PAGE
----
Wait A Second — Are Tampons Legitimately Bad For You?
by Korin Miller; photography by Pixabay
Some claim they’re unhealthy, but there’s more to the story…
Between the advent of “organic” tampons and Kourtney Kardashian saying to KUWTK last year that she doesn’t use tampons because she thinks they’re not “healthy,” you may have started to wonder: Are tampons bad for you?
Of course, you’ve heard that tampon use can put you at a small risk of developing a potentially dangerous infection called Toxic Shock Syndrome (TSS). “When tampons are not used as directed and are not changed as indicated every eight to 12 hours, there is the risk of Toxic Shock Syndrome,” says Dr. Jessica Shepherd, an assistant professor of clinical obstetrics and gynaecology and director of Minimally Invasive Gynecology at The University of Illinois College of Medicine at Chicago. TSS can lead to inflammation and even organ failure if it’s not caught in time. But, again, TSS is rare—according to research from the University of Minnesota, approximately one in every 100,000 women who use tampons contract TSS every year (that’s 0.001 percent of tampon users, BTW).
It can also leave you open to bacterial infections if you forget that you have one in and leave it up there, Shepherd says. However, she points out, they are “relatively safe” and “only cause issues when they are not used correctly or as directed.”
You may have heard that the ingredients in tampons are potentially troublesome, but Dr. Lauren Streicher, an associate professor of clinical obstetrics and gynaecology at Northwestern University Feinberg School of Medicine, says there’s really nothing to worry about. According to the FDA, which regulates tampons, the products are made of cotton, rayon, or a blend of the two, noting that rayon is made from cellulose fibres derived from wood pulp.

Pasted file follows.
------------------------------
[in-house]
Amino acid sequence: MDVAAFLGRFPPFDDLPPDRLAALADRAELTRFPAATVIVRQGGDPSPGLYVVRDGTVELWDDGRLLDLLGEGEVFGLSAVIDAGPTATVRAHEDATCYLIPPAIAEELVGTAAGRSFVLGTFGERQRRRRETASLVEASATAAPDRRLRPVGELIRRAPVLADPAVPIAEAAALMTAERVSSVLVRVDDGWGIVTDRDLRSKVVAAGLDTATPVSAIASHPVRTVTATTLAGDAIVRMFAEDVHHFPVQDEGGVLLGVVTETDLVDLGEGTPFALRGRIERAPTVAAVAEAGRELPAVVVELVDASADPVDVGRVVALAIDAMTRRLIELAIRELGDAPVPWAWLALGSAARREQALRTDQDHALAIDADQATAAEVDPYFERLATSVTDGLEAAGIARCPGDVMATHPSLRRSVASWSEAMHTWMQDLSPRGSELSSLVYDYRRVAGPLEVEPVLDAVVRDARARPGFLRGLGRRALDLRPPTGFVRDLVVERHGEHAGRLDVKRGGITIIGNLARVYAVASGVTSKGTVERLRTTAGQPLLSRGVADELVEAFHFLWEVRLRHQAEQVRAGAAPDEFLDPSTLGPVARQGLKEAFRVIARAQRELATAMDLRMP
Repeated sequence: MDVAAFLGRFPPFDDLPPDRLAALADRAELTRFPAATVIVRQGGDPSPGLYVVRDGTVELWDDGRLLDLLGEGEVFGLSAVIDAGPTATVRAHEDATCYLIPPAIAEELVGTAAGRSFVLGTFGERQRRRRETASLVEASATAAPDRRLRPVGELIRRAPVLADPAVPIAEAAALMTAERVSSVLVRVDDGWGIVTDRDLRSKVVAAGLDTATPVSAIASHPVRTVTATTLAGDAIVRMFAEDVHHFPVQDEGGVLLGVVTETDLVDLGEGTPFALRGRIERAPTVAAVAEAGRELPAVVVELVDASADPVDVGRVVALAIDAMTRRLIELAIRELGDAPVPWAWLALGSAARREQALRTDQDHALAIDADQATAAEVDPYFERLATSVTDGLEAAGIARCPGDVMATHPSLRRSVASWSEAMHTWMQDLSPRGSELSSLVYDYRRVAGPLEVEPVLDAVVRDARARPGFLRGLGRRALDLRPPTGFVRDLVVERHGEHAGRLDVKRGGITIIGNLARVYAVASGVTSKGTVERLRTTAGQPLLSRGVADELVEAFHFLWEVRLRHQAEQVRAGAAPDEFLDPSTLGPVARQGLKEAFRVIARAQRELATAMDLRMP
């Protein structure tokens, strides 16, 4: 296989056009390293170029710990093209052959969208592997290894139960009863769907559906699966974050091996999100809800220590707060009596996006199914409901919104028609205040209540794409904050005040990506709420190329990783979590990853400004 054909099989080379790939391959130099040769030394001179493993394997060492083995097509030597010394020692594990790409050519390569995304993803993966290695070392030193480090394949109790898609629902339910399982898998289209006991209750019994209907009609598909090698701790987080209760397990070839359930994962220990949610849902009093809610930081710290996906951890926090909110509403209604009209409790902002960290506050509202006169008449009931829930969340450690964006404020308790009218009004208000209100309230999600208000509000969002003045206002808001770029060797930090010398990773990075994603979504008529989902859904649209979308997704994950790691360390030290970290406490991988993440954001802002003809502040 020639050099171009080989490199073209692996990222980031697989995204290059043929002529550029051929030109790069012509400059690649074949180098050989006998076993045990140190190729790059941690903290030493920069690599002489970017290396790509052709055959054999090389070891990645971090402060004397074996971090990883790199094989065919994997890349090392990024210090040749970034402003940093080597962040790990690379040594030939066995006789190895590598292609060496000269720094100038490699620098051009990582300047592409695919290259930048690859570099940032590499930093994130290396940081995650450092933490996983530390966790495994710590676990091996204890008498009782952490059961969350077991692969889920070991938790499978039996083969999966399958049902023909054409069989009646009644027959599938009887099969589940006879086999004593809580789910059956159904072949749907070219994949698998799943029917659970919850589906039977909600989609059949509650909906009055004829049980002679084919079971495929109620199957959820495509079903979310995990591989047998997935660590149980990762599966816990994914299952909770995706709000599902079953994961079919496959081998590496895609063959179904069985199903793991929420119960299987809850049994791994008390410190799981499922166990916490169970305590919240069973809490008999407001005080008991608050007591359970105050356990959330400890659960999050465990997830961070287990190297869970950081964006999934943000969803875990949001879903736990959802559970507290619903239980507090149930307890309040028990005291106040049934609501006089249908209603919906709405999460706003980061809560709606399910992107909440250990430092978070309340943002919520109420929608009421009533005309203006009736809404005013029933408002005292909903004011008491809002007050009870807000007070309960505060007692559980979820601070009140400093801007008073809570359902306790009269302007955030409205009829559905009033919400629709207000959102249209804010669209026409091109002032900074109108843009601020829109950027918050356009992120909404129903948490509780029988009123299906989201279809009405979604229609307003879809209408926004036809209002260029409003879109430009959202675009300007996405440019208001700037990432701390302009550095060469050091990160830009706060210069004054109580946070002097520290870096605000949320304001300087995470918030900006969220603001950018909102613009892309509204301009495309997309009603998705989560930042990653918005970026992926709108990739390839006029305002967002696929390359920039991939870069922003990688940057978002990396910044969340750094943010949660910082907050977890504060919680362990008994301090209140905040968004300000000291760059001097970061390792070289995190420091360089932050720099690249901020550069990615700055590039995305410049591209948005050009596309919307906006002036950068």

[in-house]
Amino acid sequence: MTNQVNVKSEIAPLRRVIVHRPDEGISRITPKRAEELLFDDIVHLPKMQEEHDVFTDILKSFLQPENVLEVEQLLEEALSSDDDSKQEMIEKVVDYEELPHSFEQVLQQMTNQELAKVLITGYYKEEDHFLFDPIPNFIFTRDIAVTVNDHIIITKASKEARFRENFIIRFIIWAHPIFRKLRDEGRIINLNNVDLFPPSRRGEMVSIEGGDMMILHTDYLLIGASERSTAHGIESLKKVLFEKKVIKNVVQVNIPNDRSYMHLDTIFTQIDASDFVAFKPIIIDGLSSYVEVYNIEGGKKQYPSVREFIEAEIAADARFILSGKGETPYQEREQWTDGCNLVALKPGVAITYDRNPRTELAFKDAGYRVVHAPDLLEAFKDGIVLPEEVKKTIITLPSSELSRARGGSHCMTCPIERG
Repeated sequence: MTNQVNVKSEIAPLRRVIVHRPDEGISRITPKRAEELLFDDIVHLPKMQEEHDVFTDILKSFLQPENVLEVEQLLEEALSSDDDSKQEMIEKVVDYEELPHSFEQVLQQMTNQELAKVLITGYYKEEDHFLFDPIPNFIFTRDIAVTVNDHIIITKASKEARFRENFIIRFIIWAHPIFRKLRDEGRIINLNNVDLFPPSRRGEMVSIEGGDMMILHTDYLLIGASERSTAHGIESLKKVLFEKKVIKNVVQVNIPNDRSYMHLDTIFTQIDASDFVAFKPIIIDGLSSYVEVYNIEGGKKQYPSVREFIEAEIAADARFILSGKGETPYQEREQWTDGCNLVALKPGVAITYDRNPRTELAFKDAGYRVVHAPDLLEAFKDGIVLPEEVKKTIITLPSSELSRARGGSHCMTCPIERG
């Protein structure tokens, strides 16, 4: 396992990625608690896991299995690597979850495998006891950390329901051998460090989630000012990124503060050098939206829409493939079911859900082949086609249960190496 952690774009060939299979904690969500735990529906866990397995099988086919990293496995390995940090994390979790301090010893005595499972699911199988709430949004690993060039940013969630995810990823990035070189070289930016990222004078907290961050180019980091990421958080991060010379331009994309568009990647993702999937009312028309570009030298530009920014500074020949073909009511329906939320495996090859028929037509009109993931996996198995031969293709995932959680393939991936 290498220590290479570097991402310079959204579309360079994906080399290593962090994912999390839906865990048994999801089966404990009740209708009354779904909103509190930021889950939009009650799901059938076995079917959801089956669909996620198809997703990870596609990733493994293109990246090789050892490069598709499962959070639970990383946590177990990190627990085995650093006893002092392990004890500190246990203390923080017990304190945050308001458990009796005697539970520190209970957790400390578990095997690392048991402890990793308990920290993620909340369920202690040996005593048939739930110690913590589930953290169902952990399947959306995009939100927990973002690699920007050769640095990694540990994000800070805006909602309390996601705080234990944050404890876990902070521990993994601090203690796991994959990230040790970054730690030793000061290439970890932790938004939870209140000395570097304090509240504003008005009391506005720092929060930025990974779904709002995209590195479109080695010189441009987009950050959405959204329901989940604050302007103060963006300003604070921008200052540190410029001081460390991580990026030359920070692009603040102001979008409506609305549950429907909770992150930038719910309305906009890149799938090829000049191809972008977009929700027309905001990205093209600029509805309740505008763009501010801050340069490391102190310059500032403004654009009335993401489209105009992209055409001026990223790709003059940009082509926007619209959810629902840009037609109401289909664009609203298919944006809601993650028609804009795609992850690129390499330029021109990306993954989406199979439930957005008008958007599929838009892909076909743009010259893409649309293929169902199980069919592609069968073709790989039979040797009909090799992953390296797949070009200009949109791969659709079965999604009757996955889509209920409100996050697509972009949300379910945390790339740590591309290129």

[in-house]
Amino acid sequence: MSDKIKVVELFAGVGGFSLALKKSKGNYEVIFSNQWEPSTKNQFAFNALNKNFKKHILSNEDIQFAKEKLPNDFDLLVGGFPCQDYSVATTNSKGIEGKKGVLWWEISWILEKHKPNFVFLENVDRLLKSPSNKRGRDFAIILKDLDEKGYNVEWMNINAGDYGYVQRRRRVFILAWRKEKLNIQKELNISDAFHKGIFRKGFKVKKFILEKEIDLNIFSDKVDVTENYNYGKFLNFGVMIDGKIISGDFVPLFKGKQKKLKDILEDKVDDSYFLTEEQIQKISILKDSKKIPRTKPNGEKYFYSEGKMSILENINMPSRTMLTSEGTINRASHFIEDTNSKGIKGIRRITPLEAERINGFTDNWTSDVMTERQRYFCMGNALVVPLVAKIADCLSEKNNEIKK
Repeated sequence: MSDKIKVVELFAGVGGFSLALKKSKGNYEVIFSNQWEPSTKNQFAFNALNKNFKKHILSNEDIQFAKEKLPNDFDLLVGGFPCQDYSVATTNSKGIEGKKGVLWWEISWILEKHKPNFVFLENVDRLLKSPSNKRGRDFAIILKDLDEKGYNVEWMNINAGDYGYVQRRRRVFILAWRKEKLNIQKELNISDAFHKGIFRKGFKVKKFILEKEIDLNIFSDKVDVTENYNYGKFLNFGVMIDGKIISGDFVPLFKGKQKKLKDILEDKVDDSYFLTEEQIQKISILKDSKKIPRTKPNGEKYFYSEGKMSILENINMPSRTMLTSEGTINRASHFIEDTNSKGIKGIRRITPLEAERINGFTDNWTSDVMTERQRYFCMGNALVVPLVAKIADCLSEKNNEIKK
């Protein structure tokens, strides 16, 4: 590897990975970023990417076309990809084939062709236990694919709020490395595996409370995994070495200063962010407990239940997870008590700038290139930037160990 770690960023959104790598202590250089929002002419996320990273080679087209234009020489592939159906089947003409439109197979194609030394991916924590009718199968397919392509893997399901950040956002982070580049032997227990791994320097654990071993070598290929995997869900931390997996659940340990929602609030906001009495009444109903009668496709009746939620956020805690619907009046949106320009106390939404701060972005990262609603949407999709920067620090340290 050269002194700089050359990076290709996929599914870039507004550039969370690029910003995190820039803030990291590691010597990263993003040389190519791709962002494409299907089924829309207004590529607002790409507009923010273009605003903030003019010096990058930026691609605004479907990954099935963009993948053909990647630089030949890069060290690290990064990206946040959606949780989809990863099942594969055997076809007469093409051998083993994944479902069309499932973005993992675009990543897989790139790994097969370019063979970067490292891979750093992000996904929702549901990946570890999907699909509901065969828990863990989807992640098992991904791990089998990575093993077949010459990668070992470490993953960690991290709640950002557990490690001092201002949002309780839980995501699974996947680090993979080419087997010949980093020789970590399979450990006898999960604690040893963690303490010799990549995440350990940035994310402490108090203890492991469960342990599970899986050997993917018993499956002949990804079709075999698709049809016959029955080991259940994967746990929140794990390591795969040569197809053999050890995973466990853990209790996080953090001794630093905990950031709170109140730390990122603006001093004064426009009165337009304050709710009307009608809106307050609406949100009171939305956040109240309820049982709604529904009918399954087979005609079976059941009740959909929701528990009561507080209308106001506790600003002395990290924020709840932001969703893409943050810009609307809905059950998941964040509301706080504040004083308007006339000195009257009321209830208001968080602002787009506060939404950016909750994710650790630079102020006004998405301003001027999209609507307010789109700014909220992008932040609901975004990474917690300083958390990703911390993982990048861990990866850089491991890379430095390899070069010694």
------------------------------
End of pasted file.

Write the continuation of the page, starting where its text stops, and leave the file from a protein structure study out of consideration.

“In this process, the wood pulp is bleached,” the FDA explains. In the past, the bleaching process has taken some heat for potentially being a source of trace amounts of dioxins (toxic chemical compounds that can cause reproductive and developmental problems), but the FDA notes that bleaching method is no longer used.
Rayon raw material used in U.S. tampons is now produced using elemental chlorine-free or totally chlorine-free bleaching processes,” the FDA says, adding that tampons that are totally chlorine-free may use hydrogen peroxide as the bleaching agent.
“There are no toxins, no chemicals,” Streicher says. Just steer clear of scented tampons: They can cause vulvar irritation, she says.
If you’re interested in using an alternative , experts say you should go for it—just don’t do so because you’re afraid tampons are bad for your health. “If someone wants to use a menstrual cup because it’s good for the environment, god bless—but it’s not healthier for them,” Streicher says. “There’s no downside to using a regular tampon.”
Looking for more? Here’s what it’s really like to use a reusable pad during your period.
This article was originally published on www.womenshealthmag.com